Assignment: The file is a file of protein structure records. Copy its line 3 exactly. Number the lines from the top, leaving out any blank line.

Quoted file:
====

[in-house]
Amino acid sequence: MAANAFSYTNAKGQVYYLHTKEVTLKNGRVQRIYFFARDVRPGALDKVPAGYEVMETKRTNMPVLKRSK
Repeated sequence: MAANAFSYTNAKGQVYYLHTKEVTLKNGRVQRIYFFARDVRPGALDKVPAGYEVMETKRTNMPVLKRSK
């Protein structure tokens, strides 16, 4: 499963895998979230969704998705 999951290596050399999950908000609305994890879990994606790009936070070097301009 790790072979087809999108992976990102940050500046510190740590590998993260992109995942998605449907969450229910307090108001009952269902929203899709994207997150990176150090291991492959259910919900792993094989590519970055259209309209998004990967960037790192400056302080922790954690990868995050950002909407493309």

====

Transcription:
Repeated sequence: MAANAFSYTNAKGQVYYLHTKEVTLKNGRVQRIYFFARDVRPGALDKVPAGYEVMETKRTNMPVLKRSK